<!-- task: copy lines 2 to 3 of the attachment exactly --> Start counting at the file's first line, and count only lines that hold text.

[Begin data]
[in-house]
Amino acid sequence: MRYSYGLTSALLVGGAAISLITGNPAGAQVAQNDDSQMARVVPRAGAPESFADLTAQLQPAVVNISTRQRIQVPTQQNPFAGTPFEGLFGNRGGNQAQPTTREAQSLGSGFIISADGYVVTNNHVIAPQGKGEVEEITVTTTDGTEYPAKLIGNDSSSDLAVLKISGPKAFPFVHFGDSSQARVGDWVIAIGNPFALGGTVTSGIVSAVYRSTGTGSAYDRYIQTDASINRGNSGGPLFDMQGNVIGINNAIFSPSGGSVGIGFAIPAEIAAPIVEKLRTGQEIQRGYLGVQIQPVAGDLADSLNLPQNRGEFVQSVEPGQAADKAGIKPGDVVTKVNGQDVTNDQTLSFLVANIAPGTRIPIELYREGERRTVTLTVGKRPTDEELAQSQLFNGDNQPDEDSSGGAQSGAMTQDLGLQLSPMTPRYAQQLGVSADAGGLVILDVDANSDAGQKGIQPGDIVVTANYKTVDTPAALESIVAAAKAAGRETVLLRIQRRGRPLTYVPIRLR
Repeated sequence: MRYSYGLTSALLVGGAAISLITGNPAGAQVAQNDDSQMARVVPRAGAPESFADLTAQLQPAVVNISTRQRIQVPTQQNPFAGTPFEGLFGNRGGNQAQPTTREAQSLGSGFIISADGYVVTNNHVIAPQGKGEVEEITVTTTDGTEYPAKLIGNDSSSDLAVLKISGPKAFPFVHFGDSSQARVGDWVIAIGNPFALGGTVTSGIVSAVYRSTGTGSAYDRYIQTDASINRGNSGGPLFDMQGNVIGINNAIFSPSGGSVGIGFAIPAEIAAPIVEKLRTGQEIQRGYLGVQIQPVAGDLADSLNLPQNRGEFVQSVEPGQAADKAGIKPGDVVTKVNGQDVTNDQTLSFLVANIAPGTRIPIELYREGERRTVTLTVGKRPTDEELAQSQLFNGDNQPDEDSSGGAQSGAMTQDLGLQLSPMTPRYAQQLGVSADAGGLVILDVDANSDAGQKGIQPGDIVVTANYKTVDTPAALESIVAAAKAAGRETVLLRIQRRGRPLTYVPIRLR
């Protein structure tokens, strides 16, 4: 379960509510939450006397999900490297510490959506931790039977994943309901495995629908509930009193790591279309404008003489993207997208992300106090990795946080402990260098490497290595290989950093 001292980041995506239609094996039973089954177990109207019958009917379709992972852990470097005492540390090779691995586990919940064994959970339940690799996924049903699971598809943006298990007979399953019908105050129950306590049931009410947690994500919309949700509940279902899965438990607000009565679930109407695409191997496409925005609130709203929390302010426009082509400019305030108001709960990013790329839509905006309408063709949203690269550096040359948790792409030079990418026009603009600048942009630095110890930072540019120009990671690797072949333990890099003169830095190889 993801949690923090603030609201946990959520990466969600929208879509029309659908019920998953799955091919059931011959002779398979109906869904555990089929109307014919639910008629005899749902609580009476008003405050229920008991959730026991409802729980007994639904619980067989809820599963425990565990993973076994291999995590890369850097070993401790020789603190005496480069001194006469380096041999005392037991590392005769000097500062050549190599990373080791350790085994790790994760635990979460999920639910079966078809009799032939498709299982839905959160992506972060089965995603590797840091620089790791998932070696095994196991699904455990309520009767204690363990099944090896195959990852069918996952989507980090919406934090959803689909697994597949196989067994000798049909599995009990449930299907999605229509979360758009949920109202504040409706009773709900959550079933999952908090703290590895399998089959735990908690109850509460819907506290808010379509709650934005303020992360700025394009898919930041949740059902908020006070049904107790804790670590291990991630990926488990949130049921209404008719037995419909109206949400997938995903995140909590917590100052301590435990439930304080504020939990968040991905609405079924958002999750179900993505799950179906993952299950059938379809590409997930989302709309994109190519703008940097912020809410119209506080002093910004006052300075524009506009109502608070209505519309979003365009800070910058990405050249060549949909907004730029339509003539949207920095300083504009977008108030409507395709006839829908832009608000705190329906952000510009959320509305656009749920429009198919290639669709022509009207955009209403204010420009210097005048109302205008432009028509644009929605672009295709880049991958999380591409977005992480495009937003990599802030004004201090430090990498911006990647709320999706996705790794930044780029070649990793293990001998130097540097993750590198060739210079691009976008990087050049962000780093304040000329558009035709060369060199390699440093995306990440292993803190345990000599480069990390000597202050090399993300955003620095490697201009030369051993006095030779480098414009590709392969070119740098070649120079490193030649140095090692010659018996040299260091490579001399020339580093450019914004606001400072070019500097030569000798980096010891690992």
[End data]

Amino acid sequence: MRYSYGLTSALLVGGAAISLITGNPAGAQVAQNDDSQMARVVPRAGAPESFADLTAQLQPAVVNISTRQRIQVPTQQNPFAGTPFEGLFGNRGGNQAQPTTREAQSLGSGFIISADGYVVTNNHVIAPQGKGEVEEITVTTTDGTEYPAKLIGNDSSSDLAVLKISGPKAFPFVHFGDSSQARVGDWVIAIGNPFALGGTVTSGIVSAVYRSTGTGSAYDRYIQTDASINRGNSGGPLFDMQGNVIGINNAIFSPSGGSVGIGFAIPAEIAAPIVEKLRTGQEIQRGYLGVQIQPVAGDLADSLNLPQNRGEFVQSVEPGQAADKAGIKPGDVVTKVNGQDVTNDQTLSFLVANIAPGTRIPIELYREGERRTVTLTVGKRPTDEELAQSQLFNGDNQPDEDSSGGAQSGAMTQDLGLQLSPMTPRYAQQLGVSADAGGLVILDVDANSDAGQKGIQPGDIVVTANYKTVDTPAALESIVAAAKAAGRETVLLRIQRRGRPLTYVPIRLR
Repeated sequence: MRYSYGLTSALLVGGAAISLITGNPAGAQVAQNDDSQMARVVPRAGAPESFADLTAQLQPAVVNISTRQRIQVPTQQNPFAGTPFEGLFGNRGGNQAQPTTREAQSLGSGFIISADGYVVTNNHVIAPQGKGEVEEITVTTTDGTEYPAKLIGNDSSSDLAVLKISGPKAFPFVHFGDSSQARVGDWVIAIGNPFALGGTVTSGIVSAVYRSTGTGSAYDRYIQTDASINRGNSGGPLFDMQGNVIGINNAIFSPSGGSVGIGFAIPAEIAAPIVEKLRTGQEIQRGYLGVQIQPVAGDLADSLNLPQNRGEFVQSVEPGQAADKAGIKPGDVVTKVNGQDVTNDQTLSFLVANIAPGTRIPIELYREGERRTVTLTVGKRPTDEELAQSQLFNGDNQPDEDSSGGAQSGAMTQDLGLQLSPMTPRYAQQLGVSADAGGLVILDVDANSDAGQKGIQPGDIVVTANYKTVDTPAALESIVAAAKAAGRETVLLRIQRRGRPLTYVPIRLR